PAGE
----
Recent Research Interests

My research interests are mainly in monotone comparative statics and revealed preference theory.

In many economic models, monotone comparative statics plays a key role to derive clear-cut theoretical conclusions; for example, one could think of normality of a demand, strategic complementarity in a game, and others. Then, it is important to have sound sufficient conditions that ensure monotone comparative statics, in addition to clarifying various implications derived from it. For these purposes, I’m particularly working on lattice-based theory of comparative statics, which is known to be applicable to wide-range of economic models.

On the other hand, as monotone comparative statics does, behavioral and/or mathematical assumptions in a model could significantly affect the conclusion of an economic analysis. Moreover, the choice of a model itself often matters. Given this, it is important to have a test to see if a specific economic model, perhaps jointly with some additional assumptions, is consistent with observed economic data. Actually, constructing such a test is nothing but the primal objective of revealed preference theory. The most well-known revealed preference test would be Afriat’s theorem, which tests the classical utility maximization model, but there is no reason to stick to single agent decision models. I’m currently working on several revealed preference analyses of game theoretic frameworks, as well as those of individual decision models.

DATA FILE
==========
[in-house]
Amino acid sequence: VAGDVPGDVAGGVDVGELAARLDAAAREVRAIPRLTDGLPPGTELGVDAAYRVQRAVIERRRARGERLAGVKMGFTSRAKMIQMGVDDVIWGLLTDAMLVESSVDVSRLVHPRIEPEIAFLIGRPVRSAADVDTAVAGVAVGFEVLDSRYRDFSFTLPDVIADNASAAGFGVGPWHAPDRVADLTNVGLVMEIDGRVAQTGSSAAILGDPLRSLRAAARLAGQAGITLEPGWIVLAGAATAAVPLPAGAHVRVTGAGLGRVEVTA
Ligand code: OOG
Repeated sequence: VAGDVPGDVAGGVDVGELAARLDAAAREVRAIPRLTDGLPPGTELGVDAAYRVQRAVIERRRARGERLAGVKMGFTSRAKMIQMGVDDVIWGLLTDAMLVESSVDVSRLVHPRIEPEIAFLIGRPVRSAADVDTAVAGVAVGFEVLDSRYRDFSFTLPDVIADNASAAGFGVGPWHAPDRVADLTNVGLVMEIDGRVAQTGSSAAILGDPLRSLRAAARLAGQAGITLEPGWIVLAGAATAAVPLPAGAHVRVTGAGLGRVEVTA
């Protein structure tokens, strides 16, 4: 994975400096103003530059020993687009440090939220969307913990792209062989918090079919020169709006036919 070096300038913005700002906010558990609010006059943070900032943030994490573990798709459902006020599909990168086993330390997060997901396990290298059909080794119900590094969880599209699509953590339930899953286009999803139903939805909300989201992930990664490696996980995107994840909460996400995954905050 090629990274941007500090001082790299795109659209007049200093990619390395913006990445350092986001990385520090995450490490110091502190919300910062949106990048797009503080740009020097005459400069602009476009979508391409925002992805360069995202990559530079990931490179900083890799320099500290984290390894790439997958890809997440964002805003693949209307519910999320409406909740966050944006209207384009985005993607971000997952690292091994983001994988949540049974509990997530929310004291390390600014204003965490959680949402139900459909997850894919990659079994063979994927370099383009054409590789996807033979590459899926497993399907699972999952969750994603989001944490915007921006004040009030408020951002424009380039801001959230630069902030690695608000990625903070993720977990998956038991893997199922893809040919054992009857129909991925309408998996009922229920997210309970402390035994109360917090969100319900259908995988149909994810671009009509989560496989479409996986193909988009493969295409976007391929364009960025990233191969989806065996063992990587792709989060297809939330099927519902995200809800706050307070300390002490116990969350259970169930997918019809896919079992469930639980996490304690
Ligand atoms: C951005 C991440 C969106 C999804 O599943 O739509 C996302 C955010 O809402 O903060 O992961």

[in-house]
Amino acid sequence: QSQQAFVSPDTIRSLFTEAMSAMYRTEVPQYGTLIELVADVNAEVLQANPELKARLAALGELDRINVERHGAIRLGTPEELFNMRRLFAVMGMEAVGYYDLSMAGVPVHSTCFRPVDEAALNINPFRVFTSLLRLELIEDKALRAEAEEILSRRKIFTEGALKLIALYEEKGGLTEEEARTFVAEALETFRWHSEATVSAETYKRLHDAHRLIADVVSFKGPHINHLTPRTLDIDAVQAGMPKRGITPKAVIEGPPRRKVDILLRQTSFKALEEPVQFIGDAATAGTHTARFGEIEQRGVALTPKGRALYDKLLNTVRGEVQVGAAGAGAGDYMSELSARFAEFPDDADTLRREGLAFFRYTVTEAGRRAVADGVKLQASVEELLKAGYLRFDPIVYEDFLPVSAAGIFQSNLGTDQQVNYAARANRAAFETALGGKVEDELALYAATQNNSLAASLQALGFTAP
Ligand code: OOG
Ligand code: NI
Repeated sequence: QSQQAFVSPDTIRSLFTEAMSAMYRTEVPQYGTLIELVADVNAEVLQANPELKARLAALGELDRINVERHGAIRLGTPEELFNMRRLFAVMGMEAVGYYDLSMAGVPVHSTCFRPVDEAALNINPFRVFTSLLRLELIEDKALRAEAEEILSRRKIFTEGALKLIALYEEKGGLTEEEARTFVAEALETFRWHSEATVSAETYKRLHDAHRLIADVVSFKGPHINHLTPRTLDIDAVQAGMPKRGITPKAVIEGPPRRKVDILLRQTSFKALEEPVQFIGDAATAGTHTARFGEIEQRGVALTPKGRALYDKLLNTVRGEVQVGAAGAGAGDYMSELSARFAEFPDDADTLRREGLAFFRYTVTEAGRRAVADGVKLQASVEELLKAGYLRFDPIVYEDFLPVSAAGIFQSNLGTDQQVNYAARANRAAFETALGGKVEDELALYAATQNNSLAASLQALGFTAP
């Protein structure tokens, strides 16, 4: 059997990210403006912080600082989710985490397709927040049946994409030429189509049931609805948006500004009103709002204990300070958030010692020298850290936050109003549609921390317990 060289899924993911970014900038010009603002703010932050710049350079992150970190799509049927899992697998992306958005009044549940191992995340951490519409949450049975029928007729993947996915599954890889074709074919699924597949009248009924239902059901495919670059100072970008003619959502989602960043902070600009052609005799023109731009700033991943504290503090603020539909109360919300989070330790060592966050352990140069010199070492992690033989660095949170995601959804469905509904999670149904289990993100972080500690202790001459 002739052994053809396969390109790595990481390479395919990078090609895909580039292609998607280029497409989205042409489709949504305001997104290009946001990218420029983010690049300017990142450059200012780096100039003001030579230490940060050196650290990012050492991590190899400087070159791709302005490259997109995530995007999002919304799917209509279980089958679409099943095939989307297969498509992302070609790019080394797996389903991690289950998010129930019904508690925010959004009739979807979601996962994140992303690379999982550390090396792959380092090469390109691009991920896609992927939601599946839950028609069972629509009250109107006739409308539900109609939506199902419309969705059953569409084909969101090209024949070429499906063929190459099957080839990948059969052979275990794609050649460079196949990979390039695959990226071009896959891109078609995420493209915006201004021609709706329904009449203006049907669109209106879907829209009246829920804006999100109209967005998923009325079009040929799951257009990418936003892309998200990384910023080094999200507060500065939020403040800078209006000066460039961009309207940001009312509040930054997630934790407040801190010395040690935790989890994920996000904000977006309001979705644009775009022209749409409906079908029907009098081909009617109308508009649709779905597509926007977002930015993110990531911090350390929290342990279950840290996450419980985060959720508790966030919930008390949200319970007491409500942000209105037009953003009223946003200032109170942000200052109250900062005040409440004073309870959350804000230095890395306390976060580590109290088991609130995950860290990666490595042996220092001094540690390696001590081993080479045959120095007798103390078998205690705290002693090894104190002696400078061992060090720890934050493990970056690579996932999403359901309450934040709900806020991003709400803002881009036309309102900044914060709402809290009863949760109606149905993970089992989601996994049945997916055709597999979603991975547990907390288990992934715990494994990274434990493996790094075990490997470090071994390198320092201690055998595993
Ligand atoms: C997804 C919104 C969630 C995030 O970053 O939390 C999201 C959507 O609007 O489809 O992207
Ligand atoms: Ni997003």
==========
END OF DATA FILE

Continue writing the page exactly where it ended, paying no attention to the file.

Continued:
Selected Publications

  • “Welfare variations and comparative statics of the demand.” Economic Theory 53(2), 2013 
  • “An existence theorem for Cournot-Walras equilibria in a monopolistically competitive economy.” Journal of Mathematical Economics, 46(6), 2010.

Further Information